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Protestors are gathered in a median on E Broad Street in Athens, GA on June 4th, 2020 holding signs to protest police brutality following the recent death of George Floyd and to support the anti-racist movement.

This is PRIDE 2020, Athens, where Black lives matter, Black trans lives matter, Black queer lives matter and all Black lives matter.

The LGBTQ community has so much to be proud of as we celebrate 51 years since the Stonewall Riots, where Black trans women decided enough is enough when it came to police brutality and unwarranted police raids targeting our community.

We won the right to marry who we love in 2015. The Supreme Court recently ruled that people cannot be fired for being gay or transgender. The Georgia State Legislature passed an overdue hate crime bill. And, locally, the Athens-Clarke County Commission just voted to fund the Rainbow Crosswalk initiative after receiving 6,500 queer and ally signatures. This initiative was started after the 2019 Athens Pride Street Festival, which expanded one block and had record attendance.

This Pride is different. I want to remind each of you that we still have work left to do as a community — work we must urge our leaders and our families to address. We must commit to ending racism and discrimination in the Black and LGBTQ communities in America by changing hearts and laws and challenging ourselves to do better.

This Pride, we are also confronted with an overarching reminder that the LGBTQ community must stand with our Black brothers, sisters and friends who are being consistently targeted and killed by police. The numbers are alarming. According to a 2014 report by the National Coalition of Anti-Violence Programs on hate violence against LGBTQ and HIV-affected communities, Black survivors of hate violence were 1.8 times more likely to experience police violence than their non-Black counterparts. Black survivors were also twice as likely to experience physical violence, twice as likely to experience discrimination and 1.4 times more likely to experience threats and intimidation during acts of hate violence.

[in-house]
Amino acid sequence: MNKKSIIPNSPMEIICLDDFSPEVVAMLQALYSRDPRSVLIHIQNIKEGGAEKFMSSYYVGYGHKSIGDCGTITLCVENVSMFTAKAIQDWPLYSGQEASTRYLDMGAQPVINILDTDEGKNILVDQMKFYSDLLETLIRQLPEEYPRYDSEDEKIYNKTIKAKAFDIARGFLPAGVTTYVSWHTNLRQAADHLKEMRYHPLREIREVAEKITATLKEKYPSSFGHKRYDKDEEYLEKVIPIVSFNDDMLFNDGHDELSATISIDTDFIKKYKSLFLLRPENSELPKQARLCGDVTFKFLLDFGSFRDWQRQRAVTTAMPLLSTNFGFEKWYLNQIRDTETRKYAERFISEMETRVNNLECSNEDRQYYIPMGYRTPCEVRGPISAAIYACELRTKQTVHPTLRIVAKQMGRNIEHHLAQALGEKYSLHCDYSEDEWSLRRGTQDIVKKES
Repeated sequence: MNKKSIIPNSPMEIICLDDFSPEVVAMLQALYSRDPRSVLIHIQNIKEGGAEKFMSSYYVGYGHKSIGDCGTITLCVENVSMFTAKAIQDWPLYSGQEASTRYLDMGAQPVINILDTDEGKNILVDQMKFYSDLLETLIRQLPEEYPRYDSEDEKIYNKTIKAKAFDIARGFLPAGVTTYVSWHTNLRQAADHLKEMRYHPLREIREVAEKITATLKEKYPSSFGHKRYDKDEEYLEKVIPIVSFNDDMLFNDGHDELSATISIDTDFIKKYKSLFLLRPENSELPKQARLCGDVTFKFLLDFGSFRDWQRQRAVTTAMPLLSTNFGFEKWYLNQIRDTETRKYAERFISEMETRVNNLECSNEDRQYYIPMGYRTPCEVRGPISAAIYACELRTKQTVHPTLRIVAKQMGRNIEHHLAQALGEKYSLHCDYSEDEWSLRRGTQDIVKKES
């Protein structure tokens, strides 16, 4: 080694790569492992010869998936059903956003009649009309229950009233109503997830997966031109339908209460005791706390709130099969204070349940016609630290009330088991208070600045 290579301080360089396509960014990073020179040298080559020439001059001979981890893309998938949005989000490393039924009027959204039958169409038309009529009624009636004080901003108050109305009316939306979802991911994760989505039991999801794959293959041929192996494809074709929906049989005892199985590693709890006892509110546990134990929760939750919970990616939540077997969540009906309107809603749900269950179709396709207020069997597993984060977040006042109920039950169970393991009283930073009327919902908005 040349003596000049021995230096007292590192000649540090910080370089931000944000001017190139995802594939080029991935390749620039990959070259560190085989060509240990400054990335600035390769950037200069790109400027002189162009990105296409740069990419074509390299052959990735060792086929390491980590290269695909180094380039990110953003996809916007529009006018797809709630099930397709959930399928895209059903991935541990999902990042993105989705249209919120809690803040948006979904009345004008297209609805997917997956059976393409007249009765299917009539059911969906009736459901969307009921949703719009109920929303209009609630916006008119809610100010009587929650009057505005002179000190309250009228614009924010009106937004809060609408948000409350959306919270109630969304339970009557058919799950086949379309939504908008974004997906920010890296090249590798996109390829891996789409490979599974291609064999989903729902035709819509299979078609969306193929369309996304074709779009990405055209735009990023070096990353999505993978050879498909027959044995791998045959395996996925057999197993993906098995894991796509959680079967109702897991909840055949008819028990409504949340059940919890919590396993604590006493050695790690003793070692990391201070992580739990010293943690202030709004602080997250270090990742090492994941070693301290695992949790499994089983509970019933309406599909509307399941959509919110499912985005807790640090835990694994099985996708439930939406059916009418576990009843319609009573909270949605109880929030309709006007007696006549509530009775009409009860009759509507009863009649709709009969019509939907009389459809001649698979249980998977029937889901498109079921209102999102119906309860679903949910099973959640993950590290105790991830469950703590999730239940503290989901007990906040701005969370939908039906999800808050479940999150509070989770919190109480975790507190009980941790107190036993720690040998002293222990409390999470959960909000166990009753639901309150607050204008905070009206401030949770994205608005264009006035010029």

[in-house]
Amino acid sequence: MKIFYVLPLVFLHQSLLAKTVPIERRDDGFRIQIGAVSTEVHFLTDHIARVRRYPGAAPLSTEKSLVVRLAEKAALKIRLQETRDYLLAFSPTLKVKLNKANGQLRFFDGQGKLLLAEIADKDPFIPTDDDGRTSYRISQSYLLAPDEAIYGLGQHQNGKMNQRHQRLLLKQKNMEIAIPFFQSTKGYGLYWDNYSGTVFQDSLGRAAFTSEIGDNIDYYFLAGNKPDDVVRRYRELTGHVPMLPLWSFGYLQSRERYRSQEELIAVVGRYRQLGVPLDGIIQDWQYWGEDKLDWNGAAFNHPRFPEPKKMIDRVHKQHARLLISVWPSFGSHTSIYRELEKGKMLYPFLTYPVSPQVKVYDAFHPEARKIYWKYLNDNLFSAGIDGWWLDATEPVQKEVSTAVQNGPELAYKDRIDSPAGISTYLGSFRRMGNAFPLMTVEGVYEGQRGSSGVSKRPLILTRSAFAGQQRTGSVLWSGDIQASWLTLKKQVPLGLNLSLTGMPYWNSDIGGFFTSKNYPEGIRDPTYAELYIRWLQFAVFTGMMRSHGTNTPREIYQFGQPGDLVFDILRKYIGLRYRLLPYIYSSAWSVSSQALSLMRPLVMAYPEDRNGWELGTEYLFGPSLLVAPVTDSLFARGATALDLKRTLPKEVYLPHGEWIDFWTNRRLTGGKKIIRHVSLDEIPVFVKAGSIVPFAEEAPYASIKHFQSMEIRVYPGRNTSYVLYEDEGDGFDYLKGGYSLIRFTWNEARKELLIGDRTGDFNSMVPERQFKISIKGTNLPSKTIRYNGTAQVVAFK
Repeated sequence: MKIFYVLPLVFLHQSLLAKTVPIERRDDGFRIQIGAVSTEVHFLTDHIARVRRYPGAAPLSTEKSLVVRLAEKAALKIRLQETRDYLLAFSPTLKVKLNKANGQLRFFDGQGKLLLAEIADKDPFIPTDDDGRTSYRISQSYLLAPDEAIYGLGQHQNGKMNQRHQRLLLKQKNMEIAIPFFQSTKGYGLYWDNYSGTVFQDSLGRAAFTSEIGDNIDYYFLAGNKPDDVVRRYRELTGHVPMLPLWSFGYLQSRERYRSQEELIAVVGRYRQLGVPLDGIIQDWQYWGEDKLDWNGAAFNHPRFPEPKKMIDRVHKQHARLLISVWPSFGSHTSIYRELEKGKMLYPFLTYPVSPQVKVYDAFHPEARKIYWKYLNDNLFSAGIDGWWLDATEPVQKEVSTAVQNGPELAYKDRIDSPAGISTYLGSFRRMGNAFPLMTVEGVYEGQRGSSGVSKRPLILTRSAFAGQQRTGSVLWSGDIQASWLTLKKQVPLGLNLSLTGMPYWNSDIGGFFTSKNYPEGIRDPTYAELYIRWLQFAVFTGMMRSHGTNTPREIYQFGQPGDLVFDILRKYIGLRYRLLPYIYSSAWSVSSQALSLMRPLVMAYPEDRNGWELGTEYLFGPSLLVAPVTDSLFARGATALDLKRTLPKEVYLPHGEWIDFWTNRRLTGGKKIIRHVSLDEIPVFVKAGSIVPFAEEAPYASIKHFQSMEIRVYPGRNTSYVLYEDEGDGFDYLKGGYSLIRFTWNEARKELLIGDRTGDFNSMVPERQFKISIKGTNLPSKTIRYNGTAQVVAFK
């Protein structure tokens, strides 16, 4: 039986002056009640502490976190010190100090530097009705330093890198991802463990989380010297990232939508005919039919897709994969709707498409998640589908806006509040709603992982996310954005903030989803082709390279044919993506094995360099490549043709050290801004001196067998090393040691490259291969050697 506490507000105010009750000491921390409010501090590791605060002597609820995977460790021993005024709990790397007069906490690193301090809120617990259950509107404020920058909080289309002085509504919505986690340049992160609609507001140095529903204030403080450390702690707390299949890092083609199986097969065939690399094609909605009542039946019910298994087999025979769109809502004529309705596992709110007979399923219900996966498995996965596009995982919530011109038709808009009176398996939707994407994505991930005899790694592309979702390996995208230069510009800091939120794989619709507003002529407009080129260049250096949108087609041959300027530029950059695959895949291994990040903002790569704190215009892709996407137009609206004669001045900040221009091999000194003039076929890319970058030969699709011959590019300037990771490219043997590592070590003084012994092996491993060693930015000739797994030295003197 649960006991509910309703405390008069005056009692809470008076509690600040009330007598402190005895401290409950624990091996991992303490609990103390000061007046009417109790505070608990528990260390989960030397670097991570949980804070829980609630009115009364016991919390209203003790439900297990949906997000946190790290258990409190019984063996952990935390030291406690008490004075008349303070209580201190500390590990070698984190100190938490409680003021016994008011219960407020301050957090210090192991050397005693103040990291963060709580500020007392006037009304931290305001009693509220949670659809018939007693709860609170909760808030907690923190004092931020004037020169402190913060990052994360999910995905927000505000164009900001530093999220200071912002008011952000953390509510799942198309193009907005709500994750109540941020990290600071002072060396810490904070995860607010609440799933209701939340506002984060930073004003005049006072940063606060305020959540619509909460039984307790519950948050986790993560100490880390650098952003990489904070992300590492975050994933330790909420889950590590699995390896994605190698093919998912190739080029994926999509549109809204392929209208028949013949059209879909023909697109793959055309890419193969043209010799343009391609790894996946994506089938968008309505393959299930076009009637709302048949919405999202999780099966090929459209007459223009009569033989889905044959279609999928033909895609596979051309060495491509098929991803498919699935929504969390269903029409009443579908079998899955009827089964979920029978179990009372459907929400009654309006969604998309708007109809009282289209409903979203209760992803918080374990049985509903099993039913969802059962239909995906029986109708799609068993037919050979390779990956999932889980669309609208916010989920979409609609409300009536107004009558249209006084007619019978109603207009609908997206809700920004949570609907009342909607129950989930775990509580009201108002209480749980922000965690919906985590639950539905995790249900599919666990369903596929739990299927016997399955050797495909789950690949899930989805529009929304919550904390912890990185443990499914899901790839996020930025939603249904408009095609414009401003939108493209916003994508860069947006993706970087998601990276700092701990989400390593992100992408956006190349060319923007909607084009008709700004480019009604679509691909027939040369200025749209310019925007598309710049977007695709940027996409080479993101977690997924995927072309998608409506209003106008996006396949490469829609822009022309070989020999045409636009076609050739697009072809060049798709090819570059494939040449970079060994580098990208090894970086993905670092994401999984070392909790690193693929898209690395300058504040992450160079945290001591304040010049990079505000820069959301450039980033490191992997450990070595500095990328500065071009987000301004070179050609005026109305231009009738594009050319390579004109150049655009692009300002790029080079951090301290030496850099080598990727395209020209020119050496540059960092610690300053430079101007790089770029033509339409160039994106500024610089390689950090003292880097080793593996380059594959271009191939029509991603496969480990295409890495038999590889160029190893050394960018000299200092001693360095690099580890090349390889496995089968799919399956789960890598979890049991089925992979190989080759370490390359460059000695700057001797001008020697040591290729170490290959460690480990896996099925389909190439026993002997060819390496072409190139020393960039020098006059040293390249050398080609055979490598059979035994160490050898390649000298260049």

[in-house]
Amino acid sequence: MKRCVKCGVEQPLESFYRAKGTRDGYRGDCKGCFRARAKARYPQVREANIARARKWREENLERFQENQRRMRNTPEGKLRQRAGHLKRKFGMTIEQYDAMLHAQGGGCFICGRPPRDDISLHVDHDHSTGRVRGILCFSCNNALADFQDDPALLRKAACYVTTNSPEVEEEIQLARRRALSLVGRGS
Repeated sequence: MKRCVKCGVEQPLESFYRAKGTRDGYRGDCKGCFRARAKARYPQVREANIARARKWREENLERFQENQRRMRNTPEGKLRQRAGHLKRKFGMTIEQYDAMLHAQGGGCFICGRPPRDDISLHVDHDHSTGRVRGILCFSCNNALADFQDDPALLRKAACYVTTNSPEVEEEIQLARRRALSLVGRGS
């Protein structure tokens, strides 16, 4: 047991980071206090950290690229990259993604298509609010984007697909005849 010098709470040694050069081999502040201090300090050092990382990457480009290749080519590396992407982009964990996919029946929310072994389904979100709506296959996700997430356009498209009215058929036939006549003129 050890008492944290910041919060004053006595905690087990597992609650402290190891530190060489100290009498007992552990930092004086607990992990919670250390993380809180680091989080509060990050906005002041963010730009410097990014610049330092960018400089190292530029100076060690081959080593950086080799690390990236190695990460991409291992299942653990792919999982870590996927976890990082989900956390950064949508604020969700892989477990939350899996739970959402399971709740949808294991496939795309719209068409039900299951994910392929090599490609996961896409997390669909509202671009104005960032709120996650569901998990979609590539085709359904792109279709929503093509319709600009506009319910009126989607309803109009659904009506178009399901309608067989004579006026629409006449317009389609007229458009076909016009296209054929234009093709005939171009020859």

Additionally, Black transgender women face the highest levels of fatal violence within the LGBTQ community and are less likely to turn to police for help for fear of revictimization by law enforcement personnel. According to the 2011 National Transgender Discrimination Survey, 38% of Black transgender people who interacted with police reported harassment, 15% reported physical assault from police and 7% reported sexual assault due to bias. Such high rates of revictimization by police are a major barrier to dealing with anti-transgender violence. Make no mistake: these numbers are not the result of choice, but of years of systemic oppression that have been ingrained into the fabric of who we are as a country. It is up to us to change it, and we are seeing the response of millions all across this country.

I want to take this opportunity to ask my fellow white queer folks — are you doing your part to stand with your fellow Black LGBTQ people?

Are you uplifting Black voices? Are you taking a stand against police brutality and excessive force? Are you working to bring justice in policing, in our economy, in our legal system, in education?

This Pride, remember that being LGBTQ-identifying does not mean you are immune to being part of the problem when it comes to fighting racism and standing up to people in power. It is simply not enough to be a part of a marginalized community. Because remember: within marginalized communities, there are always those who are even further marginalized because of their race or gender identity. LGBTQ Athens, let me ask — are you doing the work?

I speak to myself here, too. I must be better and more serious about doing the work. So, this Pride, let’s commit to doing the work to end racism and discrimination in America by challenging ourselves to put in the work and do better.

Again I say, Black Lives Matter.

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